Five political events that shaped Texas in 2021

Austin, TX – The second largest state of the nation has been in the spotlight in 2021. The state led by Republican Governor Greg Abbott has been involved in a series of political scandals, bringing attention from the rest of the country. Here are the 5 political events that shaped Texas in 2021. 

In September, Texas Governor Greg Abbott signed Senate Bill 1 — the restrictive anti-voter legislation

What it feels like a war on democracy – ended with Bill 1 – setting dramatic restrictions on the voting process. According to Governor Abbott, “Senate Bill 1 will solidify trust and confidence in the outcome of our elections by making it easier to vote and harder to cheat. I look forward to signing Senate Bill 1 into law, ensuring election integrity in Texas.” Many argue proven cases of voter fraud are extremely low in Texas and across the country and these measures will only have a negative impact on poor communities. 
The new legislation would add a step for people who vote by mail by adding an ID requirement. The bill also empowers partisan poll watchers and adds new criminal offenses for people to be charged with voting fraud – a topic that has gained momentum in red states especially after the Trump era.

In August, Governor Abbott issues Executive Order 39 prohibiting vaccine mandates in Texas

Governor Greg Abbott, who recently tested positive for COVID-19, has taken all steps necessary to ban vaccine and mask mandates in Texas. He argues that, “The Lone Star State continues to defeat COVID-19 through the use of widely-available vaccines, antibody therapeutic drugs, and safe practices utilized by Texans in our communities.” 

The executive order states that Texas government entities, businesses, and schools are no longer allowed to mandate masks, or they will be subject to a $1,000 fine.

In June, Gov. Greg Abbott signed a bill that dictates how Texas teachers can talk about America’s history of racism

What Republicans call propaganda, Democrats call essential history. It started in 2020 when former President Donald Trump banned federal employees from any training that discusses critical race theory or “white privilege.” 

This new law includes a list of documents that students must be taught. It also states that teachers can not discuss current events in the classroom, as well as prohibiting students from getting credit for participating in civic activities including activism or lobbying.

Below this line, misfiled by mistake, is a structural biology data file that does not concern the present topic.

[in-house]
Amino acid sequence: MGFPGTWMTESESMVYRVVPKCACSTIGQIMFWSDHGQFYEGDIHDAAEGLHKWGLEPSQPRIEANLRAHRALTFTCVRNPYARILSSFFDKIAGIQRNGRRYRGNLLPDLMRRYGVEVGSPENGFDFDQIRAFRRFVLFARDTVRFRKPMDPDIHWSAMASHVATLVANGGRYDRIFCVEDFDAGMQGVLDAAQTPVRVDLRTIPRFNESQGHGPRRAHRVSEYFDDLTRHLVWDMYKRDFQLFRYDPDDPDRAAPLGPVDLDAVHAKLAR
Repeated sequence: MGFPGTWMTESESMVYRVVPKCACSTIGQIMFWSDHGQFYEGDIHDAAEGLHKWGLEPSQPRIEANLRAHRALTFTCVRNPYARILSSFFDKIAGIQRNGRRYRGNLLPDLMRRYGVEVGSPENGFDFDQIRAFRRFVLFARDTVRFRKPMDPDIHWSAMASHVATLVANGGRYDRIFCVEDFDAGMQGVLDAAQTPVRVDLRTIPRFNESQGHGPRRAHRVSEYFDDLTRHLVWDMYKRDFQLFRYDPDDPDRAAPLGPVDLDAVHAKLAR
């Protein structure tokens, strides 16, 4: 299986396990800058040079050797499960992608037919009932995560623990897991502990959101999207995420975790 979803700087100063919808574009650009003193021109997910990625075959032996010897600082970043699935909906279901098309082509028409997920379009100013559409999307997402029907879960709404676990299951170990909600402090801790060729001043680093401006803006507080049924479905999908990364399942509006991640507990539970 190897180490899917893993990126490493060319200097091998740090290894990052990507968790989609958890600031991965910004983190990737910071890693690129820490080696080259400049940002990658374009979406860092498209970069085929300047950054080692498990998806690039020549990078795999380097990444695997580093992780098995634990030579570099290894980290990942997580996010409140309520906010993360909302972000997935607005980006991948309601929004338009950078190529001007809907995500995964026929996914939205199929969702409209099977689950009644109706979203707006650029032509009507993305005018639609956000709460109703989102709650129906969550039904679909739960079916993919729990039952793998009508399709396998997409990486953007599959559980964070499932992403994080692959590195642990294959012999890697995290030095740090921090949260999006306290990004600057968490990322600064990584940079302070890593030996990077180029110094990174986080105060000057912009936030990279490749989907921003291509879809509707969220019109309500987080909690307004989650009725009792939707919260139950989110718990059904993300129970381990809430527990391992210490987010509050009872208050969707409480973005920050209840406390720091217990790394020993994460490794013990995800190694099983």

The bill has been highly criticized by Texas educators as they argue that this sets restrictions that might affect students’ education – preventing them from learning about important parts of history and conversations that might come from it. Supporters of the bill mention that the aim of this bill is to combat biases into public education.

In May, the so-called “Heartbeat Act” was signed into law 

Making it the most extreme abortion law in the country – Texas passed a bill banning abortion after six weeks, what many argue that women might not even be aware they are pregnant. 

The new law adds a fine of up to $10,000 to anyone who helps another person obtain an abortion. It also allows people to sue abortion providers, including who provides money to get an abortion or drives women to a clinic. 
What Republicans describe as protecting religious freedom, many young or liberal Texans believe that this law comes at the expense of people who do not believe abortion to be immoral and want to be able to decide for their own bodies. 24-year-old Sofia shares, “Being a woman in Texas feels like a lose-lose situation. I can either stay on birth control that negatively affects my health and wellbeing or run the risk of getting pregnant. I don’t have a lot of control over my own body and future.”

Back in February – Extreme cold took out power for millions of people in Texas

During the storm early this year, Texas experienced a power failure, where citizens were deprived of electricity, heat and water. This resulted in over 200 Texans dying during the storm and around 450 more suffered carbon monoxide poisoning as people were desperately trying to maintain themselves warm. This terrible event exposed the flaws of the deregulated energy grid and made Texans feel abandoned. Carla, 35, shares, “During the snowstorm in February, I felt abandoned. We are not prepared for a drastic change in temperature but the worst thing is that it will happen again because the energy company does not make fundamental changes. Always the most affected are the people with the least resources and children.”

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